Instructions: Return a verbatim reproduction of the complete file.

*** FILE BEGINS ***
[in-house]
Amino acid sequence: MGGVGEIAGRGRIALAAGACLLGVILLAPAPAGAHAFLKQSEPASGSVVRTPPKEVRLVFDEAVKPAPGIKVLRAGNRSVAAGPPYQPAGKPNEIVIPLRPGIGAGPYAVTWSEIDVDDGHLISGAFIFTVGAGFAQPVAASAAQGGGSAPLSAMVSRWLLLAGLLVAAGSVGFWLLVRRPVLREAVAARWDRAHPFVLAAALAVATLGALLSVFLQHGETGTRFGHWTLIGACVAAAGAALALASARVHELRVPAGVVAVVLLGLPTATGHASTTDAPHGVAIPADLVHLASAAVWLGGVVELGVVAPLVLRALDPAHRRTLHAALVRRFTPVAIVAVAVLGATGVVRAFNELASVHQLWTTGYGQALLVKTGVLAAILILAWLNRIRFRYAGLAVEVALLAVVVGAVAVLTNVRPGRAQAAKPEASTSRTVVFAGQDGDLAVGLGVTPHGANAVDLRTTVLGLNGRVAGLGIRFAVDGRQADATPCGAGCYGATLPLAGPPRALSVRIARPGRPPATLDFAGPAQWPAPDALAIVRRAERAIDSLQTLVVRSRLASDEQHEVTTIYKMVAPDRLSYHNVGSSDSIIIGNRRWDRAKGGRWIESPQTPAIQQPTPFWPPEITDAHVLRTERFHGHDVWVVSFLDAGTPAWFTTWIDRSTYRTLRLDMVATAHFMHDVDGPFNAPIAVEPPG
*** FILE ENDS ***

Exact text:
[in-house]
Amino acid sequence: MGGVGEIAGRGRIALAAGACLLGVILLAPAPAGAHAFLKQSEPASGSVVRTPPKEVRLVFDEAVKPAPGIKVLRAGNRSVAAGPPYQPAGKPNEIVIPLRPGIGAGPYAVTWSEIDVDDGHLISGAFIFTVGAGFAQPVAASAAQGGGSAPLSAMVSRWLLLAGLLVAAGSVGFWLLVRRPVLREAVAARWDRAHPFVLAAALAVATLGALLSVFLQHGETGTRFGHWTLIGACVAAAGAALALASARVHELRVPAGVVAVVLLGLPTATGHASTTDAPHGVAIPADLVHLASAAVWLGGVVELGVVAPLVLRALDPAHRRTLHAALVRRFTPVAIVAVAVLGATGVVRAFNELASVHQLWTTGYGQALLVKTGVLAAILILAWLNRIRFRYAGLAVEVALLAVVVGAVAVLTNVRPGRAQAAKPEASTSRTVVFAGQDGDLAVGLGVTPHGANAVDLRTTVLGLNGRVAGLGIRFAVDGRQADATPCGAGCYGATLPLAGPPRALSVRIARPGRPPATLDFAGPAQWPAPDALAIVRRAERAIDSLQTLVVRSRLASDEQHEVTTIYKMVAPDRLSYHNVGSSDSIIIGNRRWDRAKGGRWIESPQTPAIQQPTPFWPPEITDAHVLRTERFHGHDVWVVSFLDAGTPAWFTTWIDRSTYRTLRLDMVATAHFMHDVDGPFNAPIAVEPPG